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Time for authorities to shed their stubbornness (Column on HKEJ)
2019-09-30

In recent years, there has been growing concern among the international community as to whether the “one country, two systems” in Hong Kong is deviating from its original path as laid down in the Basic Law.

Amid this, the foreign relations panels of the US Senate and the House of Representatives have pushed the Hong Kong Human Rights and Democracy Act, and the bill is scheduled to be put to vote in Congress sometime this week.

Once passed by the Congress and signed into law by President Donald Trump, the legislation will provide legal basis for the US government to impose sanctions on people who are deemed violating basic freedoms and human rights in Hong Kong.

In my view, if the Hong Kong administration really wants to reverse the prevailing impression among the international community that the territory is gradually becoming no different from just another city in mainland China, and restore public faith, what it needs to do is undertake concrete actions, rather than embark on publicity stunts, such as running a promotional short video urging Hongkongers to treasure the city, as it is doing now.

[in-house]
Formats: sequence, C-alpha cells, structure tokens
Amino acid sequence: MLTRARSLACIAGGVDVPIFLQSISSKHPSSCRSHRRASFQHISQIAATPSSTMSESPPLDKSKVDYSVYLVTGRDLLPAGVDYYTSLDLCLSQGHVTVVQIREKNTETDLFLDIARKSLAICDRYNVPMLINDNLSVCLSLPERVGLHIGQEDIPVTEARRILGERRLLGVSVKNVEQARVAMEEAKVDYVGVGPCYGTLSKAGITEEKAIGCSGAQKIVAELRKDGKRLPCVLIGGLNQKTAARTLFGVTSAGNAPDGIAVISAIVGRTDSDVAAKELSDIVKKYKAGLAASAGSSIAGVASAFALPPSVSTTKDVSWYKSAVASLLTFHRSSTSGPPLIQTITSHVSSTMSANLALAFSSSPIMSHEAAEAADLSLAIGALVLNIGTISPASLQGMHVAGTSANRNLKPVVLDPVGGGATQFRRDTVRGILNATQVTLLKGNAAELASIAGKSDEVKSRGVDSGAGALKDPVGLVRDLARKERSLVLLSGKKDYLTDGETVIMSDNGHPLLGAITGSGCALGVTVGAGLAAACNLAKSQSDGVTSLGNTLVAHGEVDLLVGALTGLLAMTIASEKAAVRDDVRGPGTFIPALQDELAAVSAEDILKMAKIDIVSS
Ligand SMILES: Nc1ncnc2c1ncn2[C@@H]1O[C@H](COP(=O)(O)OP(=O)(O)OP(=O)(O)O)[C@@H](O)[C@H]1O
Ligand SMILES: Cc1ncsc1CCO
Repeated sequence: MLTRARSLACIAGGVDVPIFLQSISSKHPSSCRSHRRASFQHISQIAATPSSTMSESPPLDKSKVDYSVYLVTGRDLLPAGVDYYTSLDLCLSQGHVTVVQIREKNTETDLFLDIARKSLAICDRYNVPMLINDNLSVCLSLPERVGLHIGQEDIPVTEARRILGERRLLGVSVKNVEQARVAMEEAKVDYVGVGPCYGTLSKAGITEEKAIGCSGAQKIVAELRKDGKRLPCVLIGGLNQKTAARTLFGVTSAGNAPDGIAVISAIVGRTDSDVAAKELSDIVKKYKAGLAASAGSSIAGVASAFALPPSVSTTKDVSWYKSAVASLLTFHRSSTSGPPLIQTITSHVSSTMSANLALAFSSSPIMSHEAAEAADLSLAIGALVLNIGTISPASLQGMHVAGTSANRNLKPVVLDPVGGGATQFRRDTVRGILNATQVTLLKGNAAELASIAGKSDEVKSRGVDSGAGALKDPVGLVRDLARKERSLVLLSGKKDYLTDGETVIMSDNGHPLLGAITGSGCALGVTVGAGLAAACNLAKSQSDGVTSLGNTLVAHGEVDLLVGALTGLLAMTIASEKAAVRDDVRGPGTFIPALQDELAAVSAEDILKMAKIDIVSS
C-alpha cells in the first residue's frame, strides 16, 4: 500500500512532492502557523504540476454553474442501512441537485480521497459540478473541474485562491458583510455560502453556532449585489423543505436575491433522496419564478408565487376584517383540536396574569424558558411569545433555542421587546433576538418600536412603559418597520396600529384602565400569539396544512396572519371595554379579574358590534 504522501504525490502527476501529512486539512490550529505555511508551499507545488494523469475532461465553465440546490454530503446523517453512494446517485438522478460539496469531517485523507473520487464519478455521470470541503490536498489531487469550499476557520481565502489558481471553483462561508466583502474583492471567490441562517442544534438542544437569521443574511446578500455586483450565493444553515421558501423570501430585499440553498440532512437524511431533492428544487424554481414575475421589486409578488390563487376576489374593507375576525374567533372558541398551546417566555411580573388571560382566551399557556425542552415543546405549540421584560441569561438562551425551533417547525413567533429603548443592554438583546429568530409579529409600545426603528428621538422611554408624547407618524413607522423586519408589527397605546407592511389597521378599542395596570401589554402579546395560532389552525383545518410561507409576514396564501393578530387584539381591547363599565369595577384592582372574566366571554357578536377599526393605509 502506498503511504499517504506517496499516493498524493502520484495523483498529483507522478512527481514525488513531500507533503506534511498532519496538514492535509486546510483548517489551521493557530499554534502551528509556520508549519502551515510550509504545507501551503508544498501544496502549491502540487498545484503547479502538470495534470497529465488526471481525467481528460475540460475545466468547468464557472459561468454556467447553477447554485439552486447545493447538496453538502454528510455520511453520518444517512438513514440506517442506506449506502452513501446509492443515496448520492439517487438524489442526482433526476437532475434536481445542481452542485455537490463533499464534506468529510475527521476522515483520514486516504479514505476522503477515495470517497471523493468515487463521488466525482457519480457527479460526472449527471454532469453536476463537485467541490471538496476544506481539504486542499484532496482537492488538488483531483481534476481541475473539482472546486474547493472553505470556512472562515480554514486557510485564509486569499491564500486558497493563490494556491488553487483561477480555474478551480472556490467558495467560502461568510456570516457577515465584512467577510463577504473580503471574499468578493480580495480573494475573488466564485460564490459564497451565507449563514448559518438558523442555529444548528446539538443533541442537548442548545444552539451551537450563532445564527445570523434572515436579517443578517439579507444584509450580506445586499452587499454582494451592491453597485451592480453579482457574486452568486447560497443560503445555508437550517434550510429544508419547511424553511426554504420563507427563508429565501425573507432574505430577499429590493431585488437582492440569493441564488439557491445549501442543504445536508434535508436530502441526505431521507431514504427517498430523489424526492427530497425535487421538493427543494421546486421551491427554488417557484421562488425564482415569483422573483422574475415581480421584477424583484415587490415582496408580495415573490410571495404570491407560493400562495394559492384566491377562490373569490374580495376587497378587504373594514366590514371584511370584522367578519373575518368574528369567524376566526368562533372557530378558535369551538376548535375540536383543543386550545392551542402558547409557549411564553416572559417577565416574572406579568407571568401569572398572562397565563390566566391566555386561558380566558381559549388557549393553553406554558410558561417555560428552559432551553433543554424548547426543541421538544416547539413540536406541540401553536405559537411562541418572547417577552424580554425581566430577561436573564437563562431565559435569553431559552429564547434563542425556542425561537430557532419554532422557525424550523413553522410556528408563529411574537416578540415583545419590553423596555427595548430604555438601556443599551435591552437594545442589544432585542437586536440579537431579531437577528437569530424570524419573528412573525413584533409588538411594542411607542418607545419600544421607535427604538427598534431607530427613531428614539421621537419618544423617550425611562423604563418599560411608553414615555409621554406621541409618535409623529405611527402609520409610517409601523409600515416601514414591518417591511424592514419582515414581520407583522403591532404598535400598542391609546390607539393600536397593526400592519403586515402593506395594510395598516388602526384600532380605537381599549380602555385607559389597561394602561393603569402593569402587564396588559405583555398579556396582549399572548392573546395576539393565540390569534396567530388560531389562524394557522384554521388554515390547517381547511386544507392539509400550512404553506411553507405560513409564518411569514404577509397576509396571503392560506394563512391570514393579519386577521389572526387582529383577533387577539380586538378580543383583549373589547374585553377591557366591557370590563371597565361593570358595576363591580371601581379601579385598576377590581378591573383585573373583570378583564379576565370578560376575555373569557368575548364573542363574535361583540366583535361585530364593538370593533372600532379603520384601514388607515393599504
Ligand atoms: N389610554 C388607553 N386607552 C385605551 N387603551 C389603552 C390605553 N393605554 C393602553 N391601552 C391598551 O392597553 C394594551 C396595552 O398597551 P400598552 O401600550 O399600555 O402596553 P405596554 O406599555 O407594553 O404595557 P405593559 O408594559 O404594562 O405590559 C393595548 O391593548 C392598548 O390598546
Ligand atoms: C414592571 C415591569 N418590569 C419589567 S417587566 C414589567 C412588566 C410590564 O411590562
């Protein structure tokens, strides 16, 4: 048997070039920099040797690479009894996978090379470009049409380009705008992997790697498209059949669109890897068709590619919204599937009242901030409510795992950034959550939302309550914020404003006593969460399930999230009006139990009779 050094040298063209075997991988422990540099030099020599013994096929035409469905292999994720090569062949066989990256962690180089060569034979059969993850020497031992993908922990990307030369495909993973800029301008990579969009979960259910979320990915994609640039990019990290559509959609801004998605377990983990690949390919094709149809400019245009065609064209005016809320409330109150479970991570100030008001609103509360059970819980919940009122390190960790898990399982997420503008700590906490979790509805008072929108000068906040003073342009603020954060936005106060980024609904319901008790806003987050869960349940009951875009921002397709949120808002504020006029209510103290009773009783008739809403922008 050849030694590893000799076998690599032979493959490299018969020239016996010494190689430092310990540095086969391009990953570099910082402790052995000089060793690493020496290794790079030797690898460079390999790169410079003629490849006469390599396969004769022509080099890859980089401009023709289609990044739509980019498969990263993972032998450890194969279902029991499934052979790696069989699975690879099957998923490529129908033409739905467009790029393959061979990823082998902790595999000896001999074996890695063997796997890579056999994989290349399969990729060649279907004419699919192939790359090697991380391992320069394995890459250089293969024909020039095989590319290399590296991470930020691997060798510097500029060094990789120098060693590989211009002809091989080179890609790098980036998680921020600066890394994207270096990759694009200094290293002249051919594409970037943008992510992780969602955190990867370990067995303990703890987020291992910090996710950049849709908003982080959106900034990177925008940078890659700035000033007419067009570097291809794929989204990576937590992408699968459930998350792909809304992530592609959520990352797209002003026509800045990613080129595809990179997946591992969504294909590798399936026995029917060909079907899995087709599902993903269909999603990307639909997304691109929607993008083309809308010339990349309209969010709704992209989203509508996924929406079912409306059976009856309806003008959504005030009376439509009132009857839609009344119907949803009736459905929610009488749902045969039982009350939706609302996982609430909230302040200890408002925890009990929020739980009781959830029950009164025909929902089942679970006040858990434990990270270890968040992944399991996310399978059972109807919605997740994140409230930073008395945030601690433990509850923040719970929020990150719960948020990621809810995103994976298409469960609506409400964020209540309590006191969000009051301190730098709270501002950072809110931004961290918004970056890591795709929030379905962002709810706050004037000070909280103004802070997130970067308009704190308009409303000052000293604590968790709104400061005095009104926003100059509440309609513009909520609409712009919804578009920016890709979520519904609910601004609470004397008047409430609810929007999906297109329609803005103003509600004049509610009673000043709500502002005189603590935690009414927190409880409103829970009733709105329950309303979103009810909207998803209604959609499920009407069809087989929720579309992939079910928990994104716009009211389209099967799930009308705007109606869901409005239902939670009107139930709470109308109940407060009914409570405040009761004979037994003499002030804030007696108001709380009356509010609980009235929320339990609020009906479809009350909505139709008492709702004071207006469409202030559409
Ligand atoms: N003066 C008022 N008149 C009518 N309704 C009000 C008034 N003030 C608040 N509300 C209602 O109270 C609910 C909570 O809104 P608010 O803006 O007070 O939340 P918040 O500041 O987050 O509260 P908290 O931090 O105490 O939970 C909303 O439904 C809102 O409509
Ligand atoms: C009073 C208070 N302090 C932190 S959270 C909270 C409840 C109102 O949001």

Unfortunately, all that the authorities did in recent months was take steps that further undermined international confidence in the “one country, two systems”.

For example, before the government invoked the colonial-era Emergency Regulations Ordinance to pass the anti-mask law, it denied American academic Dan Garrett entry to the city on Sept. 26.

Earlier in September, Garrett had testified at a hearing on Hong Kong affairs held by the Congressional-Executive Commission on China.

I believe what the international community wants to see is Hong Kong maintaining its status as a special administrative region that is different from the rest of the mainland, and where people are entitled to human rights protection and freedom of expression.

Sadly, the Hong Kong government and the police seem to be doing the opposite thing, as they take on Hongkongers and treat those with opposing views like they are enemies.

If Hong Kong is to have a chance, those in power must stop acting stubbornly and start facing the reality immediately by responding to the demands among the society with solid actions.

 

Translation by Alan Lee from EJ Insight

Office Of Hon. Charles Mok, Legislative Councillor (IT)